home health payments currently represent 8.6 percent and 13.5 percent of
                      part A Medicare expenditures, respectively.

                      At Medicare’s inception in 1966, the home health benefit under part A
                      provided limited posthospital care of up to 100 visits per year after a
                      hospitalization of at least 3 days. In addition, the services could only be
                      provided within 1 year after the patient’s discharge and had to be for the
                      same illness. Part B coverage of home health was limited to 100 visits per
                      year. These restrictions under part A and part B were eliminated by the
                      Omnibus Reconciliation Act of 1980 (ORA, P.L. 96-499), but little immediate
                      effect on Medicare costs occurred.

                      With the implementation of the Medicare inpatient PPS in 1983, the
                      utilization of the SNF and home health benefits was expected to grow as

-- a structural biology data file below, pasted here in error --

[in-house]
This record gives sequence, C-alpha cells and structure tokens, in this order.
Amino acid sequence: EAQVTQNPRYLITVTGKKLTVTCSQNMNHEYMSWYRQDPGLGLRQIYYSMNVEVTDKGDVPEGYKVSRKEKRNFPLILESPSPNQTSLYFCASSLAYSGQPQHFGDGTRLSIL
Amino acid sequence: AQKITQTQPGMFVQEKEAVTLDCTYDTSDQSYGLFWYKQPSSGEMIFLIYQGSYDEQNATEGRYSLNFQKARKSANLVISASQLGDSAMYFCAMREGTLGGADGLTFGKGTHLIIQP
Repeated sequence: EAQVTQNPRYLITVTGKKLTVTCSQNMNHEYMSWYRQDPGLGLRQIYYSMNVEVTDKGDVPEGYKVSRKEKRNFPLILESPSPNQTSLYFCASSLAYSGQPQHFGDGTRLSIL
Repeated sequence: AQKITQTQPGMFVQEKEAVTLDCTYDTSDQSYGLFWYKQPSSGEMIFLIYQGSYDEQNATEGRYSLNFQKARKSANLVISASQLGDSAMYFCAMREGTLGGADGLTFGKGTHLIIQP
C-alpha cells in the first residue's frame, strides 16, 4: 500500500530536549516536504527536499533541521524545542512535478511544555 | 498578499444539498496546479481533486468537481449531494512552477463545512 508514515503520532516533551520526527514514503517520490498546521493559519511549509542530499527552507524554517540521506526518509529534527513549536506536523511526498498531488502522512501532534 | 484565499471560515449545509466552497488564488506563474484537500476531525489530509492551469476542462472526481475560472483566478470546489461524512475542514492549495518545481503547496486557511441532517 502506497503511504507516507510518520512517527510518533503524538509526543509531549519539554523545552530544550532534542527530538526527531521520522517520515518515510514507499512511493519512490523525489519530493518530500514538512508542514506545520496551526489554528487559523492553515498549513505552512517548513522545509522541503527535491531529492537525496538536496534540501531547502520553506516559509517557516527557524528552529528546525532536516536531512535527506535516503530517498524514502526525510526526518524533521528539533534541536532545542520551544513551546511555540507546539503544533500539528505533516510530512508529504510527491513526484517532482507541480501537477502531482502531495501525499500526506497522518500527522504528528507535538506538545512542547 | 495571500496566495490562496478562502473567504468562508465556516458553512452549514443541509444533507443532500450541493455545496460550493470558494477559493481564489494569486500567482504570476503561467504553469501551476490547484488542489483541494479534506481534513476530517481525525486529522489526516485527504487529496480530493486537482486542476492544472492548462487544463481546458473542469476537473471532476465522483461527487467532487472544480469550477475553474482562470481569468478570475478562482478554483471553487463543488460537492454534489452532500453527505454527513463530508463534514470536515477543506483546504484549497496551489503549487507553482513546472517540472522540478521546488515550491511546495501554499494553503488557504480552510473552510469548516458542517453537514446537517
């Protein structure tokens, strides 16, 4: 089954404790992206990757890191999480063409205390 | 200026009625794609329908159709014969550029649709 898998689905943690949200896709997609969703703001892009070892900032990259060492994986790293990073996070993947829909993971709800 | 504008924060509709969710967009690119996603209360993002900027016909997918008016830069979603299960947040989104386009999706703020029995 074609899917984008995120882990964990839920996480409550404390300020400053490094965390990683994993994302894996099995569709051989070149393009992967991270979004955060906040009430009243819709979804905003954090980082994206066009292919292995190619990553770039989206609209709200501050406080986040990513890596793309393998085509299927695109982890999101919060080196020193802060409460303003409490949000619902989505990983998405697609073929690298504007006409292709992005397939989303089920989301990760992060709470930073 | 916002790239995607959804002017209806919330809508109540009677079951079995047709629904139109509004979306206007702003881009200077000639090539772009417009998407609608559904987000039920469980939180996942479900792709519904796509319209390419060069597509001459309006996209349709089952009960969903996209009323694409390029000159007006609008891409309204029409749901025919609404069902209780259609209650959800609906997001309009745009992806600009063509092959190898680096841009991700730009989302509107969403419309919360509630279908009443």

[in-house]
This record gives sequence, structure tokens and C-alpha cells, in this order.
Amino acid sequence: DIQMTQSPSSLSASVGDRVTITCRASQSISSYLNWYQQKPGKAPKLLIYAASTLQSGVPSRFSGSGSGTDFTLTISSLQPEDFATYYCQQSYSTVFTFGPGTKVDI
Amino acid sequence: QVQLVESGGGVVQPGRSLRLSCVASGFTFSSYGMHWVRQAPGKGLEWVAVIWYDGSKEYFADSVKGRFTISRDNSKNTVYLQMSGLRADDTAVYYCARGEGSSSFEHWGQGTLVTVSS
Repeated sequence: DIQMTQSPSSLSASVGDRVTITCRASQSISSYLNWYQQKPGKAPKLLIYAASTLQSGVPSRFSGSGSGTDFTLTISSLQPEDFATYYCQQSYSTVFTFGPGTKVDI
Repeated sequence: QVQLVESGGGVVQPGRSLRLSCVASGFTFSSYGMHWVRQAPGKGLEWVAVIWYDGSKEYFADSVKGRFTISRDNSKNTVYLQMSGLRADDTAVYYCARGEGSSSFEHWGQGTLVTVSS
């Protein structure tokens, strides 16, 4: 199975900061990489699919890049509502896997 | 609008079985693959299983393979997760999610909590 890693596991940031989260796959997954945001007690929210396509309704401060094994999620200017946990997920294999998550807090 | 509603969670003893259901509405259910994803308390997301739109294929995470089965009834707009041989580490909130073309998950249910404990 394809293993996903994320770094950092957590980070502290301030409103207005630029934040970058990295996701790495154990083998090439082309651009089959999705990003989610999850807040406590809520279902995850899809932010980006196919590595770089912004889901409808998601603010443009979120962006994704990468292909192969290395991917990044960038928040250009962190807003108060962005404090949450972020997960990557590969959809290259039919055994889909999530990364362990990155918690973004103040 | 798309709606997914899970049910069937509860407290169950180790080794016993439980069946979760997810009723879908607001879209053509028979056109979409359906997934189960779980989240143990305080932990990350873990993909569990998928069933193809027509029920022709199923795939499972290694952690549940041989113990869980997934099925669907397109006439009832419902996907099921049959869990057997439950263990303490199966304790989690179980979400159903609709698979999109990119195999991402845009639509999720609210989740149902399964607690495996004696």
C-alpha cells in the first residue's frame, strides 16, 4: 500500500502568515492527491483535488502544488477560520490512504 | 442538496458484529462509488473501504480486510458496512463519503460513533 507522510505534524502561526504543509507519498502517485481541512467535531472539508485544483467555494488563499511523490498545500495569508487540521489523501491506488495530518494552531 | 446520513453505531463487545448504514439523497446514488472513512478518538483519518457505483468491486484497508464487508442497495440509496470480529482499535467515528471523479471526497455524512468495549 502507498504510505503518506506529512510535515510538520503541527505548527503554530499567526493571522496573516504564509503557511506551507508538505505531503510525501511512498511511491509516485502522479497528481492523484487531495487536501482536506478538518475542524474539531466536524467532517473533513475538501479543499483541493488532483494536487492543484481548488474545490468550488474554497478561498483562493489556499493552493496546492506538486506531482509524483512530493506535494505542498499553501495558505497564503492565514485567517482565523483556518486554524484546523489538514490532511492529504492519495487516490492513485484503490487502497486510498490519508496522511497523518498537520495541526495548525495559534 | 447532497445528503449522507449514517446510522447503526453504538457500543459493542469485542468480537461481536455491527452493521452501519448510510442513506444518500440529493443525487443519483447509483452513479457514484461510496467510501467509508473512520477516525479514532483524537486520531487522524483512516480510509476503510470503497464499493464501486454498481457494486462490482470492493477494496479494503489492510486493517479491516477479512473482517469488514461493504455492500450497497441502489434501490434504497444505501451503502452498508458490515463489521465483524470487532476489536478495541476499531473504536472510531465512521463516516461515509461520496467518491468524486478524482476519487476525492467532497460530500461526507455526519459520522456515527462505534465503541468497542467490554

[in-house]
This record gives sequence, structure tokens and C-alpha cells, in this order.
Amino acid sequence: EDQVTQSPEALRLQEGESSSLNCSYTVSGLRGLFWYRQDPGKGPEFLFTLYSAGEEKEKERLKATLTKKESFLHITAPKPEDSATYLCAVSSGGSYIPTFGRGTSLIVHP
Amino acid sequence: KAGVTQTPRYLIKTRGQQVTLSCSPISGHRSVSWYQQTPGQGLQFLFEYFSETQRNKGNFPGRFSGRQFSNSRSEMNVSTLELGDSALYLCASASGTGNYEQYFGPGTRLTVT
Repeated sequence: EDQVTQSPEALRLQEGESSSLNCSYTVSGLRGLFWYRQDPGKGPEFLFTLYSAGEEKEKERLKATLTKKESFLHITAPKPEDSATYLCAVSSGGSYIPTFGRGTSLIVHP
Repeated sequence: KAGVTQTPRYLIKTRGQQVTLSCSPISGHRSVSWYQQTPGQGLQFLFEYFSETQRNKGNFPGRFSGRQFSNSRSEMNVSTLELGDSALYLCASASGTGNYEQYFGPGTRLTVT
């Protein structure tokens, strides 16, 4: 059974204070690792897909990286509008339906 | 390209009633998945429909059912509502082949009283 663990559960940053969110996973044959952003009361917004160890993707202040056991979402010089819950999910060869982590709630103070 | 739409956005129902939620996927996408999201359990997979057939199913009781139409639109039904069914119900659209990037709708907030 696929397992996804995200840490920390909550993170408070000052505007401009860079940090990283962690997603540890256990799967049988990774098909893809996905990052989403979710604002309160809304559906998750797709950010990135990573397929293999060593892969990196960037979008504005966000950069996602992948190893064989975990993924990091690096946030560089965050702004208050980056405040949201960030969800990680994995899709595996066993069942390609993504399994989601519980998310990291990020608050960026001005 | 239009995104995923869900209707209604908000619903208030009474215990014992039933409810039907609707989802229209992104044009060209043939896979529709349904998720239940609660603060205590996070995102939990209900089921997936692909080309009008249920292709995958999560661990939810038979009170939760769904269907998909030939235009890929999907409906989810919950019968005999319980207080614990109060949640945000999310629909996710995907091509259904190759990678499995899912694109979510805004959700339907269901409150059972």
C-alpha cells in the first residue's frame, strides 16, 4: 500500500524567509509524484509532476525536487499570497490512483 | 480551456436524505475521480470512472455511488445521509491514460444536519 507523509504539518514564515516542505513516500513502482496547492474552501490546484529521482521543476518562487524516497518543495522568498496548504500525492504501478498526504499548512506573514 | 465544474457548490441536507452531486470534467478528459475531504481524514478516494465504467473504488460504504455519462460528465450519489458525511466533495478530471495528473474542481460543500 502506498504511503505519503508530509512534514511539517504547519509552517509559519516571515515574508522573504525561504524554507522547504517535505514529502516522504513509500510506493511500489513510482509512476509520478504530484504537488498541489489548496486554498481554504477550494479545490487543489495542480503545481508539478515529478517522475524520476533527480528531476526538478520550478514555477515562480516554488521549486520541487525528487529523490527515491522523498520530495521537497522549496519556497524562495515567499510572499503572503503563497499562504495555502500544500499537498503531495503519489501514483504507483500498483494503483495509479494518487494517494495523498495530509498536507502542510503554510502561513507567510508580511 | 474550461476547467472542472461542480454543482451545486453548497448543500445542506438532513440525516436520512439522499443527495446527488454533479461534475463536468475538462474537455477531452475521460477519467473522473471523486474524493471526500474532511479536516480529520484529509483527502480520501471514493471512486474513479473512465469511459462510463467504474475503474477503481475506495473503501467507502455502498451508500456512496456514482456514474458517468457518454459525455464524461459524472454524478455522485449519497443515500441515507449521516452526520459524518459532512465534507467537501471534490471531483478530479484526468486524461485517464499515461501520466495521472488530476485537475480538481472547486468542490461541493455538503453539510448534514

patients were discharged from the hospital earlier in their recovery
                      periods. However, HCFA’s relatively stringent interpretation of coverage
                      and eligibility criteria held growth in check for the next few years. As a
                      result of court decisions in the late 1980s, HCFA issued guideline changes



                      Page 3                                                      GAO/T-HEHS-97-90
Medicare Post-Acute Care: Home Health and
Skilled Nursing Facility Cost Growth and
Proposals for Prospective Payment




for the SNF and home health benefits that had the effect of liberalizing
coverage criteria, thereby making it easier for beneficiaries to obtain SNF
and home health coverage. Additionally, the changes prevent HCFA’s claims
processing contractors from denying physician-ordered SNF or home